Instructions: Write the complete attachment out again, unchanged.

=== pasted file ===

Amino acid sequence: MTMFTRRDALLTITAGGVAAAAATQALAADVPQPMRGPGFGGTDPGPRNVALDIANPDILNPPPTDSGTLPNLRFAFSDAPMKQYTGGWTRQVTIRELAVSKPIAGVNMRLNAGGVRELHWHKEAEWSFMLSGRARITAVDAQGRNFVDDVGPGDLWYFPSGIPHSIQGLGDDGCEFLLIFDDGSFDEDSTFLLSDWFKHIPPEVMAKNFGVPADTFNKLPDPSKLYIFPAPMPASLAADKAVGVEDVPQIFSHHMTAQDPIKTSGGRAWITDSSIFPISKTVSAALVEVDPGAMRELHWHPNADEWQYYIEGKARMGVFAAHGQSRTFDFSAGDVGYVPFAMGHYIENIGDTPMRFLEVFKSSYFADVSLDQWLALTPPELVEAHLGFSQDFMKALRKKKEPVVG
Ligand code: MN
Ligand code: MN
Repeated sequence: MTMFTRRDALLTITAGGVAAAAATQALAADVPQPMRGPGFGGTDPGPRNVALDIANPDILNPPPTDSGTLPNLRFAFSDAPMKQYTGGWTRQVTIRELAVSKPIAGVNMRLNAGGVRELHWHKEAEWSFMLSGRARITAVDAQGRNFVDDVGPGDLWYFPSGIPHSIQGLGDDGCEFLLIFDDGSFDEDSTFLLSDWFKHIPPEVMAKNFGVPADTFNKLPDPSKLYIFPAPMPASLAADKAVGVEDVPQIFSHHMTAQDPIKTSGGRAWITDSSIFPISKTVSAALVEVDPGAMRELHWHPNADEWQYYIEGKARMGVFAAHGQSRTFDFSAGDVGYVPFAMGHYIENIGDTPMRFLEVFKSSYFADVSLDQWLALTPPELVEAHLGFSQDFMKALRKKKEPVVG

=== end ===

Amino acid sequence: MTMFTRRDALLTITAGGVAAAAATQALAADVPQPMRGPGFGGTDPGPRNVALDIANPDILNPPPTDSGTLPNLRFAFSDAPMKQYTGGWTRQVTIRELAVSKPIAGVNMRLNAGGVRELHWHKEAEWSFMLSGRARITAVDAQGRNFVDDVGPGDLWYFPSGIPHSIQGLGDDGCEFLLIFDDGSFDEDSTFLLSDWFKHIPPEVMAKNFGVPADTFNKLPDPSKLYIFPAPMPASLAADKAVGVEDVPQIFSHHMTAQDPIKTSGGRAWITDSSIFPISKTVSAALVEVDPGAMRELHWHPNADEWQYYIEGKARMGVFAAHGQSRTFDFSAGDVGYVPFAMGHYIENIGDTPMRFLEVFKSSYFADVSLDQWLALTPPELVEAHLGFSQDFMKALRKKKEPVVG
Ligand code: MN
Ligand code: MN
Repeated sequence: MTMFTRRDALLTITAGGVAAAAATQALAADVPQPMRGPGFGGTDPGPRNVALDIANPDILNPPPTDSGTLPNLRFAFSDAPMKQYTGGWTRQVTIRELAVSKPIAGVNMRLNAGGVRELHWHKEAEWSFMLSGRARITAVDAQGRNFVDDVGPGDLWYFPSGIPHSIQGLGDDGCEFLLIFDDGSFDEDSTFLLSDWFKHIPPEVMAKNFGVPADTFNKLPDPSKLYIFPAPMPASLAADKAVGVEDVPQIFSHHMTAQDPIKTSGGRAWITDSSIFPISKTVSAALVEVDPGAMRELHWHPNADEWQYYIEGKARMGVFAAHGQSRTFDFSAGDVGYVPFAMGHYIENIGDTPMRFLEVFKSSYFADVSLDQWLALTPPELVEAHLGFSQDFMKALRKKKEPVVG